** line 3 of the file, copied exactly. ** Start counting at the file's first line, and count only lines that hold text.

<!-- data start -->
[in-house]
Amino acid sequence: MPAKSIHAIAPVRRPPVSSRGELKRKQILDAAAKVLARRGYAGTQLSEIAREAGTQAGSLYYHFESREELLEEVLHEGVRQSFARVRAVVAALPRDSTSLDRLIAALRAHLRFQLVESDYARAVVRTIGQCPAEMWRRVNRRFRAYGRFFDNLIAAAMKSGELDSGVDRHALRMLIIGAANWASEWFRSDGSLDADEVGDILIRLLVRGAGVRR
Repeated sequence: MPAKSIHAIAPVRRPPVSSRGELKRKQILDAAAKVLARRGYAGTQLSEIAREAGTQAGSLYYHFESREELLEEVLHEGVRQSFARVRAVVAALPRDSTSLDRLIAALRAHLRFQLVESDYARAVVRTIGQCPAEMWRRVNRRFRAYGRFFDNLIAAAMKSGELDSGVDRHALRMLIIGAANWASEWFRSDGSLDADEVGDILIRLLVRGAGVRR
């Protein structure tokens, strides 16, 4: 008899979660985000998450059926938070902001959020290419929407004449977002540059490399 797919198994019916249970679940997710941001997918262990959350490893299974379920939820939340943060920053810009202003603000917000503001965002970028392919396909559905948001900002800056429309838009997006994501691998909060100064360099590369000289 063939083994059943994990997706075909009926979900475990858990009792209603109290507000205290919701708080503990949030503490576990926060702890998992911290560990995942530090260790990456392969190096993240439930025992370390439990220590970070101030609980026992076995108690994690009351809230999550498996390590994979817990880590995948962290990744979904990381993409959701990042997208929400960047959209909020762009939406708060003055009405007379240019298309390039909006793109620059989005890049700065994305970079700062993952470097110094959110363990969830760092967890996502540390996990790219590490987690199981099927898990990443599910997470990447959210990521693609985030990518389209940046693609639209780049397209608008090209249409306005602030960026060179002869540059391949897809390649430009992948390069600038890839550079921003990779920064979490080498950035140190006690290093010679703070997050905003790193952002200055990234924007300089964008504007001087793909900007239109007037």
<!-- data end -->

Repeated sequence: MPAKSIHAIAPVRRPPVSSRGELKRKQILDAAAKVLARRGYAGTQLSEIAREAGTQAGSLYYHFESREELLEEVLHEGVRQSFARVRAVVAALPRDSTSLDRLIAALRAHLRFQLVESDYARAVVRTIGQCPAEMWRRVNRRFRAYGRFFDNLIAAAMKSGELDSGVDRHALRMLIIGAANWASEWFRSDGSLDADEVGDILIRLLVRGAGVRR